“What we are doing here is trailblazing,” said Supervisor Mark Ridley-Thomas. “With the Park to Playa trail, South Los Angeles residents finally have a direct route for walking, running or biking through the Baldwin Hills all the way to the beach. It will be good for their minds, bodies and souls.”
“This bridge will be a dream come true for hundreds of daily trail users in the Baldwin Hills Parklands,” added David McNeill, Executive Officer of the Baldwin Hills Conservancy. “The Conservancy is grateful the final piece of the Park to Playa vision is fully funded and ready to be built for people and wildlife to safely cross La Cienega.”
The Park to Playa network of trails, parks and open spaces begins along Stocker Street just west of Crenshaw Boulevard, proceeds west through the Baldwin Hills and onto the Ballona Creek to the Ballona Wetlands in Culver City, eventually connecting to the Marvin Braude bicycle path on the beach in Playa del Rey.
The eastern half of the Park to Playa trail is a 6.5-mile system of walking, hiking and biking trails through the Baldwin Hills Parklands. The segment of the trail that connects the Baldwin Hills Scenic Overlook to the Stoneview Nature Center was completed this summer.
The County Departments of Parks and Recreation and Public Works, the Baldwin Hills Conservancy, and the Mountains Recreation and Conservation Authority have been working together to complete the trail, which spans multiple jurisdictions, including the cities of Culver City and Los Angeles, and State Parks property.
Supervisor Mark Ridley-Thomas issued the following statement on June 12, 2018 after the Board of Supervisors authorized contracts advancing the Voting Solutions for All People (VSAP) project. Launched in 2009, VSAP’s goal is to modernize Los Angeles County’s aging voting system by creating an improved hand-marked vote-by-mail ballot, an innovative interactive sample ballot, a robust tally system based on modern scalable technologies, and a new ballot marking device.
“The challenges we experienced during the Statewide Direct Primary Election are symptomatic of an aging voting infrastructure that I believe can and will be corrected.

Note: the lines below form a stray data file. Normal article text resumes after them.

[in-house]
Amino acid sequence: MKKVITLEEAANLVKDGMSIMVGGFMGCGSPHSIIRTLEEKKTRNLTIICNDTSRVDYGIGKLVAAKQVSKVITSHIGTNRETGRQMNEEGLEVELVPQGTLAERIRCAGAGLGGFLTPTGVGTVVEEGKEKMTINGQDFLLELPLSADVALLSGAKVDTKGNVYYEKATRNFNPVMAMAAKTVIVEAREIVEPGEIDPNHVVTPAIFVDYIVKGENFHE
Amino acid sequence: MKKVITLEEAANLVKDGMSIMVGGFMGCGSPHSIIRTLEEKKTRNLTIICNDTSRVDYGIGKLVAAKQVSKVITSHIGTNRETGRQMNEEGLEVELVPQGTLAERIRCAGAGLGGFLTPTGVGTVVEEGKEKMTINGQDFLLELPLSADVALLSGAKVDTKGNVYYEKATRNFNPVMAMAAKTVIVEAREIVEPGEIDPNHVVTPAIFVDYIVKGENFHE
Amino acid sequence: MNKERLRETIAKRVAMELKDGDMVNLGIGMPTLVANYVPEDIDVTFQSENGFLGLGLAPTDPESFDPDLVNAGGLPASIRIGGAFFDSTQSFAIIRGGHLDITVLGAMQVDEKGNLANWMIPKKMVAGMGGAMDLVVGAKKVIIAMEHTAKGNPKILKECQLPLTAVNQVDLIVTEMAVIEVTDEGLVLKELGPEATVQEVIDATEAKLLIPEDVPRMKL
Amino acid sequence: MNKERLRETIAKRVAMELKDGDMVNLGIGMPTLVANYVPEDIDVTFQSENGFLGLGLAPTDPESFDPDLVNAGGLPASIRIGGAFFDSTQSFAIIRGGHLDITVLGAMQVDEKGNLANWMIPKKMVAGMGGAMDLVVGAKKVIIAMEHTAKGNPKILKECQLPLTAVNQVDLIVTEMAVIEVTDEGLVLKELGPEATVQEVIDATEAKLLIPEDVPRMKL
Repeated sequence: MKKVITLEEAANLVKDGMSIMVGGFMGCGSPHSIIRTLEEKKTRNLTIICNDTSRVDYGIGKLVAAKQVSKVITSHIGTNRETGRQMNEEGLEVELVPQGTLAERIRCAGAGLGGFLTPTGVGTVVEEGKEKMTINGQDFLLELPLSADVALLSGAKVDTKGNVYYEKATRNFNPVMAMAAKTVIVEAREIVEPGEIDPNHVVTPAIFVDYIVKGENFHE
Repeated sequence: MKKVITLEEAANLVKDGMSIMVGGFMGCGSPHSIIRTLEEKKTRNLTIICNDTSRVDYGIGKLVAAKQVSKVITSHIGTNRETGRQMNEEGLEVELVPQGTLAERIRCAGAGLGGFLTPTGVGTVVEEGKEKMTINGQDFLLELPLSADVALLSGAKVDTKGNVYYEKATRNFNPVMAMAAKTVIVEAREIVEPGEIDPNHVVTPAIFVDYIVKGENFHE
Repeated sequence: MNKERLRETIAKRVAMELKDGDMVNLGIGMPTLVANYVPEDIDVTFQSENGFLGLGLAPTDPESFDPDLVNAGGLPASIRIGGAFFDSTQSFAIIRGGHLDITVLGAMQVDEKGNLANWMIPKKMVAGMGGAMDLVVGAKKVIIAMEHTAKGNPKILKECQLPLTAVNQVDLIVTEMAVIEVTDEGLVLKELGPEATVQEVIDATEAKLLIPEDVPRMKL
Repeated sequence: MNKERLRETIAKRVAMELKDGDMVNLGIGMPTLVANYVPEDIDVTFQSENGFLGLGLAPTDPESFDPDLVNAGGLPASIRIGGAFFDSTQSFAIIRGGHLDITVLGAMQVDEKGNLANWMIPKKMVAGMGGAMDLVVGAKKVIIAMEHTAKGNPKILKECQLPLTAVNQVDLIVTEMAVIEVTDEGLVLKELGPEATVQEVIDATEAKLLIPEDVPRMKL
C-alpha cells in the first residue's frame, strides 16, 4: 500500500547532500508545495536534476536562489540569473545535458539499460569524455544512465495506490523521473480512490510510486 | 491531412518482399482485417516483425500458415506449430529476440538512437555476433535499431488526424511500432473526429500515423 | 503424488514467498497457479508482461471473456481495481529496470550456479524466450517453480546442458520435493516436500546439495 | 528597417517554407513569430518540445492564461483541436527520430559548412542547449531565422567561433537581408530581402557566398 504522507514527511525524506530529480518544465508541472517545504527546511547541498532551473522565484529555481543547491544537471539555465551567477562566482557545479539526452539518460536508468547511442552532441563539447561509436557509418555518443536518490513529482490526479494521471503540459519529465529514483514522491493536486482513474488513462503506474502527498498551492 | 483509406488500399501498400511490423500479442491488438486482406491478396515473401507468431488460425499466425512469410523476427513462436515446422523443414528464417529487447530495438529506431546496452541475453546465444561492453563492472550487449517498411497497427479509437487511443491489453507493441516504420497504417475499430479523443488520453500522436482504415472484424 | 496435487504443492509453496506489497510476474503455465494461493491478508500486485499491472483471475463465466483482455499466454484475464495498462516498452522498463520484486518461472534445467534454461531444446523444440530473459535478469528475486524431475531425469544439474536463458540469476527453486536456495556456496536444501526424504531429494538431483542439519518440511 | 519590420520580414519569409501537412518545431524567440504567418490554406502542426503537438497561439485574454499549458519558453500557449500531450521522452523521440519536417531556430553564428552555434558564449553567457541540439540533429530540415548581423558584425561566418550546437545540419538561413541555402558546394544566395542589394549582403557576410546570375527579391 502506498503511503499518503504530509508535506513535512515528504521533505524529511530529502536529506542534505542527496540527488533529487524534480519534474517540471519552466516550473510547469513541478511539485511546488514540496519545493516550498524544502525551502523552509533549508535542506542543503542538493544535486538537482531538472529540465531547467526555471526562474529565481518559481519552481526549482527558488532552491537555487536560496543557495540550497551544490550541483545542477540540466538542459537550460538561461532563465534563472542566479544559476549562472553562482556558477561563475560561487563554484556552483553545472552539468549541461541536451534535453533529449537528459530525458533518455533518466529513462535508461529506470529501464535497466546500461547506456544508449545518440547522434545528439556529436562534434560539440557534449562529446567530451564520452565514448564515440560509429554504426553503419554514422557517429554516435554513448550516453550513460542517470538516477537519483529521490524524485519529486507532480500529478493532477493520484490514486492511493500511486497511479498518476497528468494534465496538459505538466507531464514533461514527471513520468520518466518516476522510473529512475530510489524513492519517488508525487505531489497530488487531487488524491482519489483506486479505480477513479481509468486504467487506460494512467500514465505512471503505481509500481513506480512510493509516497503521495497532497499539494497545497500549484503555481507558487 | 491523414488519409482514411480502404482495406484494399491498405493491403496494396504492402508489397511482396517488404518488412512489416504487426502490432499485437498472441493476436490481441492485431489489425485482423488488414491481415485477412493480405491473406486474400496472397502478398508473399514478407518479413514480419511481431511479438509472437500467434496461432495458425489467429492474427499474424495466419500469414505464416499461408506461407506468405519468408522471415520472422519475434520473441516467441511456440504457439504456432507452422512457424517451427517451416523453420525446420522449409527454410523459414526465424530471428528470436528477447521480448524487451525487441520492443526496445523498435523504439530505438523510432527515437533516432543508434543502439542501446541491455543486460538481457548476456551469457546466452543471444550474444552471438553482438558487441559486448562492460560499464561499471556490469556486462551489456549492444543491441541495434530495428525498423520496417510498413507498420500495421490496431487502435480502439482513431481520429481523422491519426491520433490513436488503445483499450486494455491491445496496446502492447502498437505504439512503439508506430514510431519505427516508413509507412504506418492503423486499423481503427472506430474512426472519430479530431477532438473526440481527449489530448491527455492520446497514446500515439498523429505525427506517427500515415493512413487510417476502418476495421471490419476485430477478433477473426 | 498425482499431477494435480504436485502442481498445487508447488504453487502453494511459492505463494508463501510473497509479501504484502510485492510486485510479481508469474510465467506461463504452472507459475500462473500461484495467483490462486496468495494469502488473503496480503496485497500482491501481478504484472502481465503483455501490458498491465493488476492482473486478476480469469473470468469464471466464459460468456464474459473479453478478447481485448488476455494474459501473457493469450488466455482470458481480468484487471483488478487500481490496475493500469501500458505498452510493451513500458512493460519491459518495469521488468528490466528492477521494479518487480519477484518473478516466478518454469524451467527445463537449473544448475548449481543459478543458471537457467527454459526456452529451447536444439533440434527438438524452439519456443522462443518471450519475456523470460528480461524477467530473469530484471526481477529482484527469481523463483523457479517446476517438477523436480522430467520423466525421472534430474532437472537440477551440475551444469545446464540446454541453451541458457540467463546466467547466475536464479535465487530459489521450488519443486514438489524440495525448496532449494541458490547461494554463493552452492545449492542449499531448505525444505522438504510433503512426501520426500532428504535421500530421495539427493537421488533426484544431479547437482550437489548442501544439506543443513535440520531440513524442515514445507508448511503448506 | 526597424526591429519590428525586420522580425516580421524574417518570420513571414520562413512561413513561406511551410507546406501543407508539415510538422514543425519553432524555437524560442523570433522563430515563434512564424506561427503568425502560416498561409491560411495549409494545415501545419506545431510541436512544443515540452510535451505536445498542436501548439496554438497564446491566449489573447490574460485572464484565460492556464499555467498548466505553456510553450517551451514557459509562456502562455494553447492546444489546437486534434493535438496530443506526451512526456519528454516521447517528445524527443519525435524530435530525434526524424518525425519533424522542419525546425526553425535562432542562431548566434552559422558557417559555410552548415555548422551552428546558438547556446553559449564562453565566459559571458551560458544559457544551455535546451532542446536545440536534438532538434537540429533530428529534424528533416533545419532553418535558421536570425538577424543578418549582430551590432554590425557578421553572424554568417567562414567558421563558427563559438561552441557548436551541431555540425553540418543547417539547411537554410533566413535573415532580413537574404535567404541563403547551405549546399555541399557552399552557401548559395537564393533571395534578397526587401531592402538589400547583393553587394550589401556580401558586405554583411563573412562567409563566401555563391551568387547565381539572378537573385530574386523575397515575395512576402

“On June 5, errors in the voter roster caused the County to activate the fail-safe mechanism that is known as the provisional ballot. While this guarantees every eligible voter their constitutional right to cast a ballot that will, in fact, be counted, it is well understood that people generally do not like how it feels to deal with a provisional ballot. It makes one feel as though voting is provisional rather than constitutional, and the experience raises a degree of angst that is certainly understandable.
“It is fair to say that the current voting infrastructure is ill-equipped to provide the kind of voting experience that inspires the level of confidence that we know is necessary. This Board and the staff at the County Registrar-Recorder/County Clerk want every single eligible voter – some 5 million in the County of Los Angeles – to know that we mean business in securing and protecting the constitutional right to vote. Many people fought, bled and died so that we can enjoy this right, and the County of Los Angeles has an obligation to ensure it is fully appreciated.
“Since 2009, the County has invested significant efforts to dissect and redesign a voting experience sensitive to and, you might even say, hyper-focused on, the voter’s needs and requirements in compliance with the Voting Rights Act. This is not a negotiable set of circumstances. It is what we can and must do.
“I think it is appropriate that we continue the effort to create voting infrastructure that lets people vote on more than one day and at any voting center, vote on fully accessible voting equipment, vote on the same day they register, and vote on better vote-by-mail ballots.
“Part of that work is what’s being advanced today. The culmination of these efforts should raise the level of confidence in our voting infrastructure and ensure that the experience we had this past week won’t repeat itself.”